It’s time for the Ontario government to reverse the effects of a law that has caused injured workers to lose 20 per cent in compensation earnings over the last decade while providing savings and reward payments to employers, says the Canadian Union of Public Employees (CUPE) Ontario.
At rallies in cities including Toronto, Windsor and St. Catharines, the Ontario Network of Injured Workers Groups (ONIWG) and partners, including CUPE Ontario, today called on the McGuinty government to make full restitution of the losses that injured workers have incurred since Bill 99 was introduced in 1997. That law introduced cost-of-living cuts in pensions and future awards for injured workers. Over the same decade, employers have received a 25 per cent reduction in what they pay for workers compensation.
“Like much of what we see in today’s economy, this law has shifted the burden of employment and social responsibilities from corporations onto the backs of workers in this province,” said CUPE Ontario Secretary-Treasurer Fred Hahn at a rally held in front of the Minister of Labour’s Toronto offices. “If the McGuinty government is truly committed to poverty reduction, it must act on behalf of those workers who have sacrificed their health in workplaces to build Ontario and its economy.”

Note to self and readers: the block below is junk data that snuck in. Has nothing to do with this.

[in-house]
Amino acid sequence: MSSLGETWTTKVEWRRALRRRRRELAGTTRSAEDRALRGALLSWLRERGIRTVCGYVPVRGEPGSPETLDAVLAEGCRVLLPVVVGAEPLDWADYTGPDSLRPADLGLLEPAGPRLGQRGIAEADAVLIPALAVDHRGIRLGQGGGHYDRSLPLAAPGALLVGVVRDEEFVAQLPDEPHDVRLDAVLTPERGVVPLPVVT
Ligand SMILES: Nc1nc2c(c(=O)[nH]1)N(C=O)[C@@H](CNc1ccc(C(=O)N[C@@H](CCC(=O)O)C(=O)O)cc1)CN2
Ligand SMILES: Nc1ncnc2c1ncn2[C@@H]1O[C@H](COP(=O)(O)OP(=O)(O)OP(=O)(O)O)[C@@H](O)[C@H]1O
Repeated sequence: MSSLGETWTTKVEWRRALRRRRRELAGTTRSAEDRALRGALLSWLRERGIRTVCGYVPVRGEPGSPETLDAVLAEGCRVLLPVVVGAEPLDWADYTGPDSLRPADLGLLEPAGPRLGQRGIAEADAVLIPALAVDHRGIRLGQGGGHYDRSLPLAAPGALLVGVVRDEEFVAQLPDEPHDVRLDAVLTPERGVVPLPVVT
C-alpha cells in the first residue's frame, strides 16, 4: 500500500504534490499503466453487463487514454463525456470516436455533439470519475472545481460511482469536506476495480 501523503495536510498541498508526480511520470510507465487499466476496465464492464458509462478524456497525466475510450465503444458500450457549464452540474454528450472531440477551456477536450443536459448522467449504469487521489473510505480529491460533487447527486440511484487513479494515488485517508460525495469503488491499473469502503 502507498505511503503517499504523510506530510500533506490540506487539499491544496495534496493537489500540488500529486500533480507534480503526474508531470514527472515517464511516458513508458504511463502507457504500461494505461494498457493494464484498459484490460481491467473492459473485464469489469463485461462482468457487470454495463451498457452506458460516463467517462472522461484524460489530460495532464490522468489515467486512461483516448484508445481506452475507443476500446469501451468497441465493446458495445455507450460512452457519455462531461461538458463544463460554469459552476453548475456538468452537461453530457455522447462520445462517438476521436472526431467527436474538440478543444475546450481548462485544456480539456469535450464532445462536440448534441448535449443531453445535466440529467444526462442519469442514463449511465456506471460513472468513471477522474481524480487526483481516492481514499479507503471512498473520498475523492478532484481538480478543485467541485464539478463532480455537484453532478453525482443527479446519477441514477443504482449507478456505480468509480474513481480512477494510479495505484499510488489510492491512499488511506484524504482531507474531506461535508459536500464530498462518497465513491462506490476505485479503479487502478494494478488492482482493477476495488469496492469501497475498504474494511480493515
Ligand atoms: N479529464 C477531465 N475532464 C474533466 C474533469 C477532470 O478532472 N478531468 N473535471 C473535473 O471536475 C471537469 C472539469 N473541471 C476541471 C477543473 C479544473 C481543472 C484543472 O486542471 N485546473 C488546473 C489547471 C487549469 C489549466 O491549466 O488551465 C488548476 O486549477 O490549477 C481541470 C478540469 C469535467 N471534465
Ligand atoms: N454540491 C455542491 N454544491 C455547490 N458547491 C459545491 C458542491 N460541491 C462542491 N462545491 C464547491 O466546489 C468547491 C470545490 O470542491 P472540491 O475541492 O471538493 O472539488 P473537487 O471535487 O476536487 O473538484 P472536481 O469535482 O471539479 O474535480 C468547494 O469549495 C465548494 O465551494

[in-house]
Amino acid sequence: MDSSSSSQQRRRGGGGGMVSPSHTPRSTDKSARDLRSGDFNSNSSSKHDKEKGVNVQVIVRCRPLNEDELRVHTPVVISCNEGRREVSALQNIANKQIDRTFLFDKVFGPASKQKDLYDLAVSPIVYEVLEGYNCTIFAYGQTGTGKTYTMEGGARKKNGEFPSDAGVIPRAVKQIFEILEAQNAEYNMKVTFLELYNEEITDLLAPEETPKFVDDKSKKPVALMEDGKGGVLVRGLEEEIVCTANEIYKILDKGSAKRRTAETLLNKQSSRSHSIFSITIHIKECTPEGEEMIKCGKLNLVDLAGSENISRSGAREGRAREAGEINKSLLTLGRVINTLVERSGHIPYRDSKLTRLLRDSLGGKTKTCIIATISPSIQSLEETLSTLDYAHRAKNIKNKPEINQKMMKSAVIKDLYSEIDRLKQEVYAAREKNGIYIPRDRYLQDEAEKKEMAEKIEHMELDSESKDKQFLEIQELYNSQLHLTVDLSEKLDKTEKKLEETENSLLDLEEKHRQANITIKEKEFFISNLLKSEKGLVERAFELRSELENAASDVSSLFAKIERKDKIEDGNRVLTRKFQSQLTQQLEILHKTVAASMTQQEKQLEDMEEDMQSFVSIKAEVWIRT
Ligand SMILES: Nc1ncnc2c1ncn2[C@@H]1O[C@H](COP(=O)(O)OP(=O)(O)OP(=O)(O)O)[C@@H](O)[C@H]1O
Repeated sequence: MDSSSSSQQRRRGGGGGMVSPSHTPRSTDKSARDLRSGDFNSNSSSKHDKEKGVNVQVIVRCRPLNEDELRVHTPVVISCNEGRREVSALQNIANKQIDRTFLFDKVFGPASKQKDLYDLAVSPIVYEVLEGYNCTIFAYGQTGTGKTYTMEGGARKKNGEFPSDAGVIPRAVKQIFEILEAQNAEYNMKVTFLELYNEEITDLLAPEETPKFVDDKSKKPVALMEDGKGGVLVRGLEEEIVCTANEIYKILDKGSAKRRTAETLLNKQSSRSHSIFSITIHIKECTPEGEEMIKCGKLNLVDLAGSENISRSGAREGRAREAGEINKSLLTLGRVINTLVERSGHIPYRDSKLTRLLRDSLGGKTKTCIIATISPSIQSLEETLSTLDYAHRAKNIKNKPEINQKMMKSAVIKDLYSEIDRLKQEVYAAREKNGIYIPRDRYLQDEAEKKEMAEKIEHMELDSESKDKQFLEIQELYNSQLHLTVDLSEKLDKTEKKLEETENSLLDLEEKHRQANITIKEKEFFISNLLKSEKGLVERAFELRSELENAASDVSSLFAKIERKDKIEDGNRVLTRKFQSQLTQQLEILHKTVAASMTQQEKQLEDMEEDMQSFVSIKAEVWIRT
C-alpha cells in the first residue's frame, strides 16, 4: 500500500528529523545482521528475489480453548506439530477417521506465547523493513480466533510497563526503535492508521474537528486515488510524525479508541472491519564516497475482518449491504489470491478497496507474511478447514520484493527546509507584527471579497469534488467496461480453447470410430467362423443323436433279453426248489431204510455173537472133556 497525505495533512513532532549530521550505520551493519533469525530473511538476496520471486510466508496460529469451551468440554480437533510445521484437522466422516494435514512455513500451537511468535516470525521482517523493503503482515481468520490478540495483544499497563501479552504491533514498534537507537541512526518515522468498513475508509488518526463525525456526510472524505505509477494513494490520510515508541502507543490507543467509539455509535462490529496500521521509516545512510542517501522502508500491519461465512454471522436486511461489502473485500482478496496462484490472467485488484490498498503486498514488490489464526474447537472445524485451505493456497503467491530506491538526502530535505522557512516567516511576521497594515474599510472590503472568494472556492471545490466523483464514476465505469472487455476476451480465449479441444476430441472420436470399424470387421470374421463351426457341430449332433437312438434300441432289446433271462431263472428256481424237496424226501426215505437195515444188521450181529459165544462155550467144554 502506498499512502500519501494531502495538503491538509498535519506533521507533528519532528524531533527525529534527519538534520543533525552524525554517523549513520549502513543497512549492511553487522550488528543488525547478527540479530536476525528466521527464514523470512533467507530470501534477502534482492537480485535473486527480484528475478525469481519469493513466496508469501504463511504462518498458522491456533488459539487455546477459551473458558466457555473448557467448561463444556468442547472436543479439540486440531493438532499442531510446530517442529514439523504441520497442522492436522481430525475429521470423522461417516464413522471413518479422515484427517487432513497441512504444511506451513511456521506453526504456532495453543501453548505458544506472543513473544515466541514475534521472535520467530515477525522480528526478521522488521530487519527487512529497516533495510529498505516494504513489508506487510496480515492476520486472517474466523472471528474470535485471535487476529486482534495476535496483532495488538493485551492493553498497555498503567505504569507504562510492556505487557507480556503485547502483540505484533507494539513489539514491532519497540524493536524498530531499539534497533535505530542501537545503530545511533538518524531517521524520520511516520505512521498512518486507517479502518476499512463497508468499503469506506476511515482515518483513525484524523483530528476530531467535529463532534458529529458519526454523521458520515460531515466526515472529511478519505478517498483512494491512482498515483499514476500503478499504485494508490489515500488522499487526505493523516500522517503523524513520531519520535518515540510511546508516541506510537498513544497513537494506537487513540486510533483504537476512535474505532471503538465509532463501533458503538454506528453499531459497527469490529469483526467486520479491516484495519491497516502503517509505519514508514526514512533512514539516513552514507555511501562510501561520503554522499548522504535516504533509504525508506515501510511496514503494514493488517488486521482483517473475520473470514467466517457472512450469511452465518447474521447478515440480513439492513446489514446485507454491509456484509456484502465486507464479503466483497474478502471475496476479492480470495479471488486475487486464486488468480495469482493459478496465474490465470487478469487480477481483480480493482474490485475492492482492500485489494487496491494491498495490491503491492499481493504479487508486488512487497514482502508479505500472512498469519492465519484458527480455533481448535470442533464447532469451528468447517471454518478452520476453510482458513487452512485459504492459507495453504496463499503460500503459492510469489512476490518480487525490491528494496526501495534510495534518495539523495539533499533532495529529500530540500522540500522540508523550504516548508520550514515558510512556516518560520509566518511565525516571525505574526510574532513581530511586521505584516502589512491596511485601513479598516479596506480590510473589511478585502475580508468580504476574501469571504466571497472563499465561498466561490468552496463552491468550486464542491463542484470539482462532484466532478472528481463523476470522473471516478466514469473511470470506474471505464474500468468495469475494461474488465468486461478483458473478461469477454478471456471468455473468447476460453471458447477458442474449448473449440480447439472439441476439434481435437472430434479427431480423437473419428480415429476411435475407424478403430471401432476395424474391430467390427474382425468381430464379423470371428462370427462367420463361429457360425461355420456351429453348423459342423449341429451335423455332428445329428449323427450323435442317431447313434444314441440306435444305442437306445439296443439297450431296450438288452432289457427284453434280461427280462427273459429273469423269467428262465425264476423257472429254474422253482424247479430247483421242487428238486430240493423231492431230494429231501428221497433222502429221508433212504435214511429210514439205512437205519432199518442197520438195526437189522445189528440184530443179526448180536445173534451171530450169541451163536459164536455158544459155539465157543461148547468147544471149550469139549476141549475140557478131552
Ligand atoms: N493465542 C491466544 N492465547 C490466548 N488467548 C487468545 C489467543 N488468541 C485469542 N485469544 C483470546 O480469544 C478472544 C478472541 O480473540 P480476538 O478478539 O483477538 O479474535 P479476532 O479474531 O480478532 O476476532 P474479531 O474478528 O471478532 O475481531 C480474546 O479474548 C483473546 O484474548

Hahn and other speakers outlined four steps that the Provincial government can take to ensure that injured workers and their families do not continue to fall into poverty and that employers pay their fair share:
· The government must fully restore the 20 per cent of earnings losses incurred by injured workers over the last decade. A meager cost-of-living increase of 2.5 per cent in 2007, 2008 and 2009 respectively, will not lift injured workers out of poverty.
· Injured workers who cannot return to their jobs must be provided with their actual lost wages, not a ‘deemed’ or ‘determined’ amount calculated by the Workplace Safety and Insurance Board (WSIB). Currently, the Board assesses what an injured worker would be paid in an alternative suitable job.
· Incentives and rebates paid to employers who reduce their accident rates must be examined carefully. Too many employers are under-reporting accidents, forcing injured workers back to work before they are medically able, or paying sick benefits rather than claiming benefits to make their numbers look better.
· There must be mandatory WSIB coverage for all Ontario workers regardless of business size or industry type.
For more information, contact:
Valerie Dugale CUPE Communications 647-225-3685
Fred Hahn CUPE Ontario Secretary-Treasurer 416-540-3979